Sea Salt vs. Table Salt: What's the Difference? 

Are table salt and sea salt really all that different? We'll break down each salt's distinct characteristics and explain whether one is healthier than the other. 

As the most basic seasoning in all foods, salt should be an ingredient that's straightforward and simple. But with all the varieties to choose from (different sizes, colors and names), it can oftentimes feel like the opposite. Here, we'll go over two of the most popular salt varieties, table salt and sea salt, and cover how they're made and how they should be used. Plus, we'll go over their nutritional profiles and explain whether one is healthier than the other.

What Is Table Salt?

Table salt comes from mining underground salt deposits. It's then processed to remove minerals and impurities. Afterward, most table salts are fortified with iodine as well as additives to prevent clumping. Iodine is an essential mineral that you need in order to maintain a healthy thyroid. However, your body is unable to produce it on its own. The U.S. began fortifying salt with iodine in the 1920s—a time when iodine deficiencies and illnesses such as goiters (irregular growths in the thyroid) were common. Today, most people are able to get their iodine dosage through their daily diet and don't need the help of iodized table salt. Fish like cod, Greek yogurt, milk, eggs and seaweed are all iodine-rich.

The texture of table salt is very fine, and it dissolves quickly. It has a sharp flavor since it's been purified and ridded of any trace minerals. Table salt is best used in recipes that call for small quantities of salt, such as cakes or doughs, because when used in large amounts the anti-caking additives may impart a metallic taste.

What Is Sea Salt?

Sea salt is created by evaporating saltwater. It's minimally processed, which means it contains small amounts of minerals such as calcium, magnesium, iron and potassium. The exact taste, texture and color depend on where and how the sea salt was harvested. Some popular sea salt varieties include fleur de sel from France, which is moist and delicate; Maldon salt from the United Kingdom, which is flaky and soft; and Celtic salt, or sel gris, also from France, which is coarse and gray.

Sea salt crystals are bigger and have a more nuanced flavor due to the presence of trace minerals. They're a great addition in all types of recipes, but depending on the variety, some are better to use during cooking or baking while others are better as a finishing salt. As a rule of thumb, use sea salts that are more finely ground in a recipe, and use ones that are flaky, soft and delicate as a finishing salt. As a bonus, the latter will impart another layer of texture to your dish.

sea salt and table salt
Getty Images

Similarities and Differences between Table Salt and Sea Salt

So, what are the differences and similarities between table salt and sea salt? Here's a quick breakdown:

  1. Composition: Table salt and sea salt generally have the same nutritional values and sodium levels, but their exact composition differs. Table salt is usually fortified with iodine and anti-caking agents, while sea salt contains a small amount of naturally occurring minerals.
  2. Size and texture: Table salt is fine and dissolves quickly, while sea salt is coarser and will impart some crunch when used as a finishing salt.
  3. Flavor: Sea salt contains trace minerals, which means it has a more complex flavor than table salt.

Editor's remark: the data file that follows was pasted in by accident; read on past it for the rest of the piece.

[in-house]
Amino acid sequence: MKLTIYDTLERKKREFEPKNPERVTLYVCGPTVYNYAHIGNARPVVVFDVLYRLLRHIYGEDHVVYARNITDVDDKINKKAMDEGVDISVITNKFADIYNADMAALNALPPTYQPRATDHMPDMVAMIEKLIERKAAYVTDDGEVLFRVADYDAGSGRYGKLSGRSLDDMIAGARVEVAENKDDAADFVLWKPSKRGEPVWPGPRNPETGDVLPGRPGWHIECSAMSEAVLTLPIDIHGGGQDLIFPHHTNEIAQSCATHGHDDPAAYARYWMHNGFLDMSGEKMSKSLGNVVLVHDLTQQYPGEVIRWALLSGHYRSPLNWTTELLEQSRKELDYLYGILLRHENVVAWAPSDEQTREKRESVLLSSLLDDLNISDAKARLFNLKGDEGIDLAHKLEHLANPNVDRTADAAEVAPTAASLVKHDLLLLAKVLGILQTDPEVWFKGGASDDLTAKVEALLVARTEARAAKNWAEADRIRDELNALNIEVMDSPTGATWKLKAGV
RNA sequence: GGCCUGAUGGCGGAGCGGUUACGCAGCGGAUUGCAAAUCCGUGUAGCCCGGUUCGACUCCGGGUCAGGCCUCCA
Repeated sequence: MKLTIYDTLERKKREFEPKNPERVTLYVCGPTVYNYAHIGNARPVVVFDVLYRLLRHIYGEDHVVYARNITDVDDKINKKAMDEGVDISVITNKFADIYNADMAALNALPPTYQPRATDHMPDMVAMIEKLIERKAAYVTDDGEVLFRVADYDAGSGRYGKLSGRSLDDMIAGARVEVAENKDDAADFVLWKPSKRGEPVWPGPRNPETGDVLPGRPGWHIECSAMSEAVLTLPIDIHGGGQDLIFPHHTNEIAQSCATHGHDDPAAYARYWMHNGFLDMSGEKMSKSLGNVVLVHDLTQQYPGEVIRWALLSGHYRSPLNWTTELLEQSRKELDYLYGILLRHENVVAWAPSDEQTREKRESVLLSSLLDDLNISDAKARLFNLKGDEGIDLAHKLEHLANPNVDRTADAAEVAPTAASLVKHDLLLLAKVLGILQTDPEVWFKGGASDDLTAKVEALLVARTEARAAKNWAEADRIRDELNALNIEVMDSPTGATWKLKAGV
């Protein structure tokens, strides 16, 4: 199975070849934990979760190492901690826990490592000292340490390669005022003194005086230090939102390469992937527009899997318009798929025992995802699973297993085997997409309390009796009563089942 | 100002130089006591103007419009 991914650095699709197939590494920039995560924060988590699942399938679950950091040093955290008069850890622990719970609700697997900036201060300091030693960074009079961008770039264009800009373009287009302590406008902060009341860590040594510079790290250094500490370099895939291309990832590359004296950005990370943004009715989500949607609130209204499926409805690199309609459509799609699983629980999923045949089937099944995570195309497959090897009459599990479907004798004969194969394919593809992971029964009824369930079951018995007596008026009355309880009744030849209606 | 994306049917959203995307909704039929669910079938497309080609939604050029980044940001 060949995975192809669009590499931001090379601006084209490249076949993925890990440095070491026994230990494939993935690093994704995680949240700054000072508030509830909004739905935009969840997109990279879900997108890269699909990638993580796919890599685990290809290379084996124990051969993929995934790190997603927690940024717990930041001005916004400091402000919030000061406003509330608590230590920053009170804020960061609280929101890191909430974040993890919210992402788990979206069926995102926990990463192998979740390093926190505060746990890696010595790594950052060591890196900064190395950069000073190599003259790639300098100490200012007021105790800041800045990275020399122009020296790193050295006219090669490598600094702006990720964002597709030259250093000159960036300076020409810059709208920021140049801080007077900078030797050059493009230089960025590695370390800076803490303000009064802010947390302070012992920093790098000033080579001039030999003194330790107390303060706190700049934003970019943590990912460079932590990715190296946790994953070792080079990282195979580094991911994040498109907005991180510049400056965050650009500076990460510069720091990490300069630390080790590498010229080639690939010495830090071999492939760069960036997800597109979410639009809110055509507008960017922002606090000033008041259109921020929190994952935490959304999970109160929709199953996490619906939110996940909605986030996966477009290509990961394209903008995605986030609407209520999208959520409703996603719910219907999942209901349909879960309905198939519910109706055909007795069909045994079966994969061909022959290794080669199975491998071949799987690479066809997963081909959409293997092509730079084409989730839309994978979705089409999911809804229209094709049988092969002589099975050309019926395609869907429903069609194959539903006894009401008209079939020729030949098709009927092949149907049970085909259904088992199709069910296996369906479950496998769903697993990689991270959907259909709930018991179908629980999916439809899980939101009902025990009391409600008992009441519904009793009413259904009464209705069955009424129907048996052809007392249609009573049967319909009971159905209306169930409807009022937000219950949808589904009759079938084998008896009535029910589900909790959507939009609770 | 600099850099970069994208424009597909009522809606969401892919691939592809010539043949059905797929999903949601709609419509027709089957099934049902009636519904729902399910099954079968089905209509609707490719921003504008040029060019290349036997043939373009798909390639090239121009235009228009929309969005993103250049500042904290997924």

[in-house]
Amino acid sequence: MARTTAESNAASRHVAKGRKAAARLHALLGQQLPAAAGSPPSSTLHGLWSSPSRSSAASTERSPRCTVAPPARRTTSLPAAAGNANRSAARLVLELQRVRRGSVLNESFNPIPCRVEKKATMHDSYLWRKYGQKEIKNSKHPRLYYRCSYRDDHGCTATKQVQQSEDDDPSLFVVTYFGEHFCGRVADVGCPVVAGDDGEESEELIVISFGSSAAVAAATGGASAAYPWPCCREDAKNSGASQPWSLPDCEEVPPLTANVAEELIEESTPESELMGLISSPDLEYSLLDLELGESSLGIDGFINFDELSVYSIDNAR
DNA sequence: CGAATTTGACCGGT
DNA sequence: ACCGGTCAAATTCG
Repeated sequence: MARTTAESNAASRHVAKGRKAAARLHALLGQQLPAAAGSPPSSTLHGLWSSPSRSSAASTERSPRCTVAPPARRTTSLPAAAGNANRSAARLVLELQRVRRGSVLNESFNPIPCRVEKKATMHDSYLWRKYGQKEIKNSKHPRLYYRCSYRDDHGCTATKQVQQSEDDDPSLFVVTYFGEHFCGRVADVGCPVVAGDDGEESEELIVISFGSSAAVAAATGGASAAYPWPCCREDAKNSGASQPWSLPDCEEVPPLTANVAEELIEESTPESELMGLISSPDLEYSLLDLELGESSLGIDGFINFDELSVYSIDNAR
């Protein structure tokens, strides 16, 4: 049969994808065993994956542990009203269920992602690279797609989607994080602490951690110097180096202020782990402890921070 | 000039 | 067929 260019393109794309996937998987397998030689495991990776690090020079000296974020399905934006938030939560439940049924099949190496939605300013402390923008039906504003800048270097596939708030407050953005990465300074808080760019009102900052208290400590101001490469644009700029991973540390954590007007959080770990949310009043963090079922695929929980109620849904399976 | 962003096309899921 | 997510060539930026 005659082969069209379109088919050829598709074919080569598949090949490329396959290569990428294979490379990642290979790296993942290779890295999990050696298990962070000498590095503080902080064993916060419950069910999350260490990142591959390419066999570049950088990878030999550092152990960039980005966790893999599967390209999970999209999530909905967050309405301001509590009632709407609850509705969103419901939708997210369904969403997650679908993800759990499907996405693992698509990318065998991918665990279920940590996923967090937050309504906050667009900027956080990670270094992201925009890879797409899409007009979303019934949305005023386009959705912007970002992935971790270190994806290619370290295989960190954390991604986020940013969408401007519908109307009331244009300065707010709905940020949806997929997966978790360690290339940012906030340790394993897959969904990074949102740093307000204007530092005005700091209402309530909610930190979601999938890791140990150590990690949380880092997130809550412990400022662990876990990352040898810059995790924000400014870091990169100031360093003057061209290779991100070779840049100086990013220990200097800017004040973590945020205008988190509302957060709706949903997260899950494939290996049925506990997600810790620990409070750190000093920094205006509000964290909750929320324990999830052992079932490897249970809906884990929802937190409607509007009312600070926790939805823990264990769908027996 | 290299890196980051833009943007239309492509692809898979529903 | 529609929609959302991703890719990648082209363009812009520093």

4. Shelf life: Sea salt can last forever. Table salt, on the other hand, has a shelf life of about five years because it's usually fortified with iodine and contains anti-caking agents.
  5. Price: Sea salt is more expensive than table salt. This is because sea salt is produced in smaller batches and oftentimes by hand, which makes it more labor-intensive. Iodized table salt can be purchased for as low as $0.30 per pound, while sea salts begin at more than twice that price.

Is Sea Salt Healthier Than Table Salt?

Although sea salt has been marketed as a healthier salt, the truth is that it has the same basic nutritional value as table salt. Both salts contain approximately 40% sodium by weight. However, because most sea salt crystals are bigger than table salt crystals, sea salt may have less sodium by volume. This happens because fewer sea salt crystals fit in a given volume measurement. For example, 1 teaspoon of sea salt has about 2,000 milligrams of sodium, compared to 2,360 milligrams in 1 teaspoon of table salt.

As for the additional elements found in the respective salts (iodine for table salt and trace minerals in sea salt), most people are able to get these minerals through their daily diet. Unless your doctor recommends a specific salt for an underlying health condition, choose the salt that tastes better to you.

What If I Have High Blood Pressure?

Sodium is an essential mineral for healthy nerves, muscles and blood pressure. However, it's important to use any type of salt in moderation. Too much sodium can cause high blood pressure and heart disease. According to the Dietary Guidelines, adults should consume less than 2,300 milligrams of salt per day (about 1 teaspoon of salt). However, the American Heart Association recommends that adults aim for a sodium limit of 1,500 milligrams per day, especially those with high blood pressure or underlying kidney or heart conditions.

Bottom Line

When it comes to choosing between table salt and sea salt, neither is better or worse for you. Although the composition of the two differs slightly, the amount of sodium in each is the same by weight. So, choose the salt that tastes best to you and the one that fits your budget. For more information on salt and how it relates to a healthy eating pattern, visit our Low-Sodium Diet Center.

Was this page helpful?
Related Articles